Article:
When using negatives one has a lot of spare room toward the highlights. Actually in a situation like that of the original post, if using a negative that I know has a lot of dynamic range I might even point the light meter at the camera and then open one stop, or more, to try to recover more shadows, or more probably just place the meter in an important shade zone, pointing it toward the camera, and use that value as is. With many negatives burning highlights is not easy even if done intentionally.

    Also in post #12 I said that in that situation I think a negative could have been printed with less contrast and probably more details both in shadows and highlights. But I am not a printer so this is just an opinion based on what I see around. The printer presumably wanted that high-contrast rendering of the scene.
    Fabrizio Ruggeri fine art photography site: http://fabrizio-ruggeri.artistwebsites.com
    Stock images at Imagebroker: http://www.imagebroker.com/#/search/ib_fbr

  8. #48
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    Quote Originally Posted by Diapositivo View Post
    Mark I think we all agree.
    We do.

    Quote Originally Posted by Diapositivo View Post
    When using negatives one has a lot of spare room toward the highlights. Actually in a situation like that of the original post, if using a negative that I know has a lot of dynamic range I might even point the light meter at the camera and then open one stop, or more, to try to recover more shadows, or more probably just place the meter in an important shade zone, pointing it toward the camera, and use that value as is. With many negatives burning highlights is not easy even if done intentionally.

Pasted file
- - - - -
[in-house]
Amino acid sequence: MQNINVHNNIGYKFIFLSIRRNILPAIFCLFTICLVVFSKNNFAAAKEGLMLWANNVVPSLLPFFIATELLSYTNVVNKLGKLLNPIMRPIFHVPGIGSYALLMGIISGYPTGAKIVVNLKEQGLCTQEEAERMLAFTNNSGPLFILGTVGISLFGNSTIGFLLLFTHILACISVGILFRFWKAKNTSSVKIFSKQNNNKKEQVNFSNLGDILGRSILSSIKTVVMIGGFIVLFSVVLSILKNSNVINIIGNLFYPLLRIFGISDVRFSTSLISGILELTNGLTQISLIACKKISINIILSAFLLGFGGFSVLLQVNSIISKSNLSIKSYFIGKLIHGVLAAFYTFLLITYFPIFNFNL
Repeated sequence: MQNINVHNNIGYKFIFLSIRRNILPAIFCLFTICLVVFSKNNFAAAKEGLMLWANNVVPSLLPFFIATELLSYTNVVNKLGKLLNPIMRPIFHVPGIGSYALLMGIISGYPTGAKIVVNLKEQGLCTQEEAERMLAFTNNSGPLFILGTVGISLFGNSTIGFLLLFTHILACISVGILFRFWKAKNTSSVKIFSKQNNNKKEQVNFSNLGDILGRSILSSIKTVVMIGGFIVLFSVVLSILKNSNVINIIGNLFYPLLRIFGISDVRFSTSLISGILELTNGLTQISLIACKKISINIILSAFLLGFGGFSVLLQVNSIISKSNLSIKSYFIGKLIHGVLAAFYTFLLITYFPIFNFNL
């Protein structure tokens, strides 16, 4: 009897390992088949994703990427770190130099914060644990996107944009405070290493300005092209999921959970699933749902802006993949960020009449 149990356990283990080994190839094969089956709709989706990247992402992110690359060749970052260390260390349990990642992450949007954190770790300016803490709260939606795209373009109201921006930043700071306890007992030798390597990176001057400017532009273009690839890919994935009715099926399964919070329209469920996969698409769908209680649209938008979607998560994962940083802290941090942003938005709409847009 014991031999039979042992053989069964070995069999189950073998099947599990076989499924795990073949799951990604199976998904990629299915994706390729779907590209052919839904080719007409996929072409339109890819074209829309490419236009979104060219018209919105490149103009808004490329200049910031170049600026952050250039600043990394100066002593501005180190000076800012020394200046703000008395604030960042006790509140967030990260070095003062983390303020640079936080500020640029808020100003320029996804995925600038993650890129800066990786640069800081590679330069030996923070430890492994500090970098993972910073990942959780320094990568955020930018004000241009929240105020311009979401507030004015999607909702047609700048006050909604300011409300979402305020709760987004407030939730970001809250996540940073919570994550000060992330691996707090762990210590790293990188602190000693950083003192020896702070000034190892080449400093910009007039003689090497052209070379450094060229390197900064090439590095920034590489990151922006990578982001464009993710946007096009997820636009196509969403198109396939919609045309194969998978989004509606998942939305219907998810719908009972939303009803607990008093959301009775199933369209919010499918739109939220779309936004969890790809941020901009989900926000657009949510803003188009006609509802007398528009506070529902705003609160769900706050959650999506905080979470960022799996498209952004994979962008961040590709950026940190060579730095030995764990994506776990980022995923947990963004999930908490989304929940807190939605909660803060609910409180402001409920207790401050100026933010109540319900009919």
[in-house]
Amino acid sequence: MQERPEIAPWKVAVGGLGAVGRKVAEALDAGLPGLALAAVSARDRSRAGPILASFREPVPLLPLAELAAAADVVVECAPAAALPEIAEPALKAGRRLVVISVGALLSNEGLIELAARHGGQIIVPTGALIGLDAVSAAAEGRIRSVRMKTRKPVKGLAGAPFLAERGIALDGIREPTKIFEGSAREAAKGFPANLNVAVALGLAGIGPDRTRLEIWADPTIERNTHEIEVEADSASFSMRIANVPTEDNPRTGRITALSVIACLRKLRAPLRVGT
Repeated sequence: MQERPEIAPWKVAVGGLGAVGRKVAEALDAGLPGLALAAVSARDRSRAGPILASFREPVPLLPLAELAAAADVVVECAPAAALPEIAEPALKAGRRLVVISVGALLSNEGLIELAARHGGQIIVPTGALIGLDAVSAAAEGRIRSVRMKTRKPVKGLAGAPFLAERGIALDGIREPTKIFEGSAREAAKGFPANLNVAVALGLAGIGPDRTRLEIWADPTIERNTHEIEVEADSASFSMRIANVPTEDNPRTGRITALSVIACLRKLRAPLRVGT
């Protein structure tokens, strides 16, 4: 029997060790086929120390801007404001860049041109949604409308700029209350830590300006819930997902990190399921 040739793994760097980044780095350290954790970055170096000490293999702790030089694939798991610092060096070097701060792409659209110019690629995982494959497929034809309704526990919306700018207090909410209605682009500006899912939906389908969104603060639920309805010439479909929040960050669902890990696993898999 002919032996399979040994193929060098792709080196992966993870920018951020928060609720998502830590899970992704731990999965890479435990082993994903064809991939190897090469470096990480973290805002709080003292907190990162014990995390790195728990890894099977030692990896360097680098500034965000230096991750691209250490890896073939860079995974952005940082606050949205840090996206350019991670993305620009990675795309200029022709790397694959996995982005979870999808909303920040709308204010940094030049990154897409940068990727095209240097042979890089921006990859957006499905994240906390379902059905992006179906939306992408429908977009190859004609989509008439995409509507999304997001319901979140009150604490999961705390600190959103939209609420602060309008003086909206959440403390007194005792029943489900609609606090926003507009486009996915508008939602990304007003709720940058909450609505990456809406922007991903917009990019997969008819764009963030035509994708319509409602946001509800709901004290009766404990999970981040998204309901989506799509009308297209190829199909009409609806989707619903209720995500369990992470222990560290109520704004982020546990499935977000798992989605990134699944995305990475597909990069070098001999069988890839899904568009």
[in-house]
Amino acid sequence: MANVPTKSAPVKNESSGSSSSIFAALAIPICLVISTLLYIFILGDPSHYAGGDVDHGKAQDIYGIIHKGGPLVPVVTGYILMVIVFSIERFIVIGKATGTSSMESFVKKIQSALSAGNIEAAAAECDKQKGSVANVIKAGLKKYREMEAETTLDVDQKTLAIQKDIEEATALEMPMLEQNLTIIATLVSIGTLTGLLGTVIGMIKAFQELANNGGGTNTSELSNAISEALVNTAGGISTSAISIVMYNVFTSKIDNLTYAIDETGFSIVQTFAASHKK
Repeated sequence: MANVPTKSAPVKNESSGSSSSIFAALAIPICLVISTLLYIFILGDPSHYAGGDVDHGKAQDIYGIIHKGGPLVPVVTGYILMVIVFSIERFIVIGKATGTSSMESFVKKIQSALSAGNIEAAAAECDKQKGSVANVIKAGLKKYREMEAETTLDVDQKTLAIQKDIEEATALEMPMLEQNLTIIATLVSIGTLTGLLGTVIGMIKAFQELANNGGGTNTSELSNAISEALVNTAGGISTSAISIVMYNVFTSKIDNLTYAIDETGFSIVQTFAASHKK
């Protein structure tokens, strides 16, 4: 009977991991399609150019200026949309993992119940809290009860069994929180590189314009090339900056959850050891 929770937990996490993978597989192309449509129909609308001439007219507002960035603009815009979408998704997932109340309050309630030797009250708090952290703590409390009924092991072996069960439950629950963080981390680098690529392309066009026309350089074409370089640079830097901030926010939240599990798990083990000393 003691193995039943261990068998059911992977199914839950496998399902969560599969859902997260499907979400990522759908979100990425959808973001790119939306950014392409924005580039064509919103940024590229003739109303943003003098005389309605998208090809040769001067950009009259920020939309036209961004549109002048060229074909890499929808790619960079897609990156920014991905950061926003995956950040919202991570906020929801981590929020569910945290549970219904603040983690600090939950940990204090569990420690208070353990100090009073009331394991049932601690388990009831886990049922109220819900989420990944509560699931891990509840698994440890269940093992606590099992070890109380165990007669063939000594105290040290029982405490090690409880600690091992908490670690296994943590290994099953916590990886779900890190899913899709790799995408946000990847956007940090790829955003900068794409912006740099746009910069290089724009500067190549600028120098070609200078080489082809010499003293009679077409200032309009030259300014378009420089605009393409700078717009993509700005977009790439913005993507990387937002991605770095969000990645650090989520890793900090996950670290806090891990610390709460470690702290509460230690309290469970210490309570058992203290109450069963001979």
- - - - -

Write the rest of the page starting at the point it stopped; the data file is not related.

Your thought is an artistic one and is exactly what I'm getting at.

    Quote Originally Posted by Diapositivo View Post
    Also in post #12 I said that in that situation I think a negative could have been printed with less contrast and probably more details both in shadows and highlights. But I am not a printer so this is just an opinion based on what I see around. The printer presumably wanted that high-contrast rendering of the scene.
    You are surely right there too. The person who did that example made artistic choices of his own.
    Mark Barendt, Ignacio, CO

    "We do not see things the way they are. We see things the way we are." Ana´s Nin